In the summer and fall of 1936, my grandfather traveled to Germany. I have posted a couple more of his pictures below. These photos are in my family’s possession. If you download them for any purpose other than personal viewing, please contact me at email@example.com.
My grandfather’s father, Edward H. Harris, Sr., gave a speech before a newspaper publishing group in June 1936 entitled “Foreign Air Propaganda is a Threat.” Three years earlier, he specifically mentioned Adolph Hitler’s broadcast over two American radio chains in June of 1933 as an example of how “foreign nations have an opportunity to put their propaganda before the American people” through the relatively new medium of radio. E.H. Harris, Sr. spoke out against Hitler’s propaganda, and I’m sure he would have been horrified and outraged had he lived to learn of the atrocities Hitler committed.
My grandfather, Edward H. Harris, Jr., had the privilege of witnessing history in the summer of 1936. At 18 years old, he traveled to Europe and–as far as I can tell from the photos and the visa stamps on his passport–got to see the 1936 Olympics in Nazi Germany. I can’t imagine the horror he felt only a few years later when the ultimate atrocities of Hitler’s Germany were revealed.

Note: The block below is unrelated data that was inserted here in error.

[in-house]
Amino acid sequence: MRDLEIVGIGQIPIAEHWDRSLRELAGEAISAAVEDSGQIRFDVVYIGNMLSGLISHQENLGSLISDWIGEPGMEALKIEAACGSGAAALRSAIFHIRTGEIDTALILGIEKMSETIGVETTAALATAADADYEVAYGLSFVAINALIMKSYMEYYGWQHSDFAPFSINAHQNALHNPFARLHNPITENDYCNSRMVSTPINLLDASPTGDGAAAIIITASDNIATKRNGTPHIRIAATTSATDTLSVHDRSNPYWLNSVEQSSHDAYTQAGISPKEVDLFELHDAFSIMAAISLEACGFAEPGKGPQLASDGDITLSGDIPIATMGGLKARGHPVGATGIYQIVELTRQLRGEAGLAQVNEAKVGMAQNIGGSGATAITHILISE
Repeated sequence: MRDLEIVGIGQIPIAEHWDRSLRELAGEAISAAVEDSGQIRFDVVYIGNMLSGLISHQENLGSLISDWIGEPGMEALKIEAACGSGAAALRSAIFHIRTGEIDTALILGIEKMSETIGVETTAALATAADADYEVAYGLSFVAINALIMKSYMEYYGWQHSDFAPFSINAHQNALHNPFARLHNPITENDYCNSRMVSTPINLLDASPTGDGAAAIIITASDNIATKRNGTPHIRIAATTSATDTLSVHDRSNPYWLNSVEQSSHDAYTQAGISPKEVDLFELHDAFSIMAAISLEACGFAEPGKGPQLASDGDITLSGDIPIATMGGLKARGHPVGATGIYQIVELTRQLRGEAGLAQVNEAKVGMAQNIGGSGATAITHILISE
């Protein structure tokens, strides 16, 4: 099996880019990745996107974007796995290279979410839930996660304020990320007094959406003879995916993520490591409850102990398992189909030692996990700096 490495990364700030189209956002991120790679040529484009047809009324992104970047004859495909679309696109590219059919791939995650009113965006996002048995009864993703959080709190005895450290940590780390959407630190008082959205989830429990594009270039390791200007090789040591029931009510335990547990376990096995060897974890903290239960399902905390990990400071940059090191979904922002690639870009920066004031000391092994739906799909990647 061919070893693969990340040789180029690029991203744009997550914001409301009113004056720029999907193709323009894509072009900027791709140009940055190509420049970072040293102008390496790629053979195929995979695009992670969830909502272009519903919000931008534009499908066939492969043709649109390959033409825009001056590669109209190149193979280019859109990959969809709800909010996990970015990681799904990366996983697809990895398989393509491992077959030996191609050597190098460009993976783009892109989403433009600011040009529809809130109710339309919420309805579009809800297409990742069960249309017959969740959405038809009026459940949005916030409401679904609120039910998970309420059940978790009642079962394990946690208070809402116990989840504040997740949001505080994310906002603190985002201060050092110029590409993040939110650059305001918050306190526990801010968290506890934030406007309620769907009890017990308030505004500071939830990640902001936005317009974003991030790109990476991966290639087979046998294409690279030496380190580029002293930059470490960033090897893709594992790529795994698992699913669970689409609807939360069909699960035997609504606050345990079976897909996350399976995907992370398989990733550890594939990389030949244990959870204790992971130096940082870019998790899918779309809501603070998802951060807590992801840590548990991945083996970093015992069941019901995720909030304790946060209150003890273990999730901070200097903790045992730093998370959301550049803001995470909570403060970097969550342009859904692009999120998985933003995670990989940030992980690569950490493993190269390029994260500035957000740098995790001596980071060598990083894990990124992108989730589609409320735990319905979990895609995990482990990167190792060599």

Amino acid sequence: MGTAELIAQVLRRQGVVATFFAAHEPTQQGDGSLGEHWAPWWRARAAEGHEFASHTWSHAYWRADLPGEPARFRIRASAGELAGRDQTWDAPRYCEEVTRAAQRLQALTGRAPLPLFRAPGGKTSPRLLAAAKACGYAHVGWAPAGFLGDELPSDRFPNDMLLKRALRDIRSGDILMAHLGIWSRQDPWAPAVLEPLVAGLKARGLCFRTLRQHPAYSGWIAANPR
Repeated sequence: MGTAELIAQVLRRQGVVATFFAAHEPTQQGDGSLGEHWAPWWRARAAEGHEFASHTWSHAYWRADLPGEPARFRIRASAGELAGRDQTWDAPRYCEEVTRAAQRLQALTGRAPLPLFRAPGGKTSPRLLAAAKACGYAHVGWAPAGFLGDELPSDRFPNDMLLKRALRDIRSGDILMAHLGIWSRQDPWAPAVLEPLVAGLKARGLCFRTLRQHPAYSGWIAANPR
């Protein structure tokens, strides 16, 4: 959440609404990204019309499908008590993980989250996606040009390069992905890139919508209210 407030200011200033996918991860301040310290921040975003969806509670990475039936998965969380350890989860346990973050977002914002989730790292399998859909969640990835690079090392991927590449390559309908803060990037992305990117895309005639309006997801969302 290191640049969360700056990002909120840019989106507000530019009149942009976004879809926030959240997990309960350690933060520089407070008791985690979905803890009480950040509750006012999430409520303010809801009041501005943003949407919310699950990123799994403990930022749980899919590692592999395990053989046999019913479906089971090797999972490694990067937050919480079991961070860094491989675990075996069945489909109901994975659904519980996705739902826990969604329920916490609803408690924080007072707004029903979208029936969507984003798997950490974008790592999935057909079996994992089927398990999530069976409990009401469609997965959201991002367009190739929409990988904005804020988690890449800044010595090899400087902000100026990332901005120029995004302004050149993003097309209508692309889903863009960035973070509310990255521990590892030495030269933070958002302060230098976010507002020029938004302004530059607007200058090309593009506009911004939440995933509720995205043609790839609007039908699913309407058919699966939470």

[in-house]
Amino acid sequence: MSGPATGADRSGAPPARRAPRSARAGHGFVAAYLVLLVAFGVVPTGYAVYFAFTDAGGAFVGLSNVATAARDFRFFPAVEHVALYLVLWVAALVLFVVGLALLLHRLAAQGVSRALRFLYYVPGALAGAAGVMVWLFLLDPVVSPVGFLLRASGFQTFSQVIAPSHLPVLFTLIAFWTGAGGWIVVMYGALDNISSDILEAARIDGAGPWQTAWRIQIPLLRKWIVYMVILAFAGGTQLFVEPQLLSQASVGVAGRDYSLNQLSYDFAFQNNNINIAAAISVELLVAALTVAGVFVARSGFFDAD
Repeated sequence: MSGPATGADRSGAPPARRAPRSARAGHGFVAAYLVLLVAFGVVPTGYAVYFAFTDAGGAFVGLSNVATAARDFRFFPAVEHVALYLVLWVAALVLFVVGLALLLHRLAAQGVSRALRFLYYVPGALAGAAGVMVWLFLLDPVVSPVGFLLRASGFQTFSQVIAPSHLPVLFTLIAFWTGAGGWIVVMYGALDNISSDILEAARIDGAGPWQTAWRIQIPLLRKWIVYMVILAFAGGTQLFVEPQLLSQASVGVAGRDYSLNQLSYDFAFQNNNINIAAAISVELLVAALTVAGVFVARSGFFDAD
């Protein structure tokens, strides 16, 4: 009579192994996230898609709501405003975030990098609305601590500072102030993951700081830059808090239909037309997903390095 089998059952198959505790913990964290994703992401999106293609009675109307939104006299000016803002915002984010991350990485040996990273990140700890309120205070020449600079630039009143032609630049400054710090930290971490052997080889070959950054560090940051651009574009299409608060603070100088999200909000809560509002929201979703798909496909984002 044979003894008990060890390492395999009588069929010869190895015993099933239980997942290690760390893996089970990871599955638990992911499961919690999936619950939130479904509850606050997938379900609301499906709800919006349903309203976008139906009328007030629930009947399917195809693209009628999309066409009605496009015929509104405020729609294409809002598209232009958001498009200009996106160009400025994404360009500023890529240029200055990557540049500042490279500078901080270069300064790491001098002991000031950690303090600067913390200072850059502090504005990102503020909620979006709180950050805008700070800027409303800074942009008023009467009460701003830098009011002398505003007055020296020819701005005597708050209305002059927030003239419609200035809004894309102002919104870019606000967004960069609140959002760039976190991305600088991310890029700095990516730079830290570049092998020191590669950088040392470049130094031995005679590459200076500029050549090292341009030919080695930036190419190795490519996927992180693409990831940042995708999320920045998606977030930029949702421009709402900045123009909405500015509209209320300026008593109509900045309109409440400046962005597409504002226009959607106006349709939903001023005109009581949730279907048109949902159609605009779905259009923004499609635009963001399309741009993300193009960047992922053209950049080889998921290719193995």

I purchased a book not long ago called The Lost by Daniel Mendelsohn. In it, the author reflects on the impact the holocaust had on his family. He begins by telling how his older relatives would burst into tears upon seeing him, because they were reminded of his great uncle Shmiel who was killed by the Nazis. In the story of my family, Nazi Germany is a moment in history; for Daniel Mendelsohn’s family, the Nazis changed everything. I haven’t had time to finish the whole book, but what I’ve read of it is powerful.
The impact of the Nazis was horrific. May such atrocities never be repeated.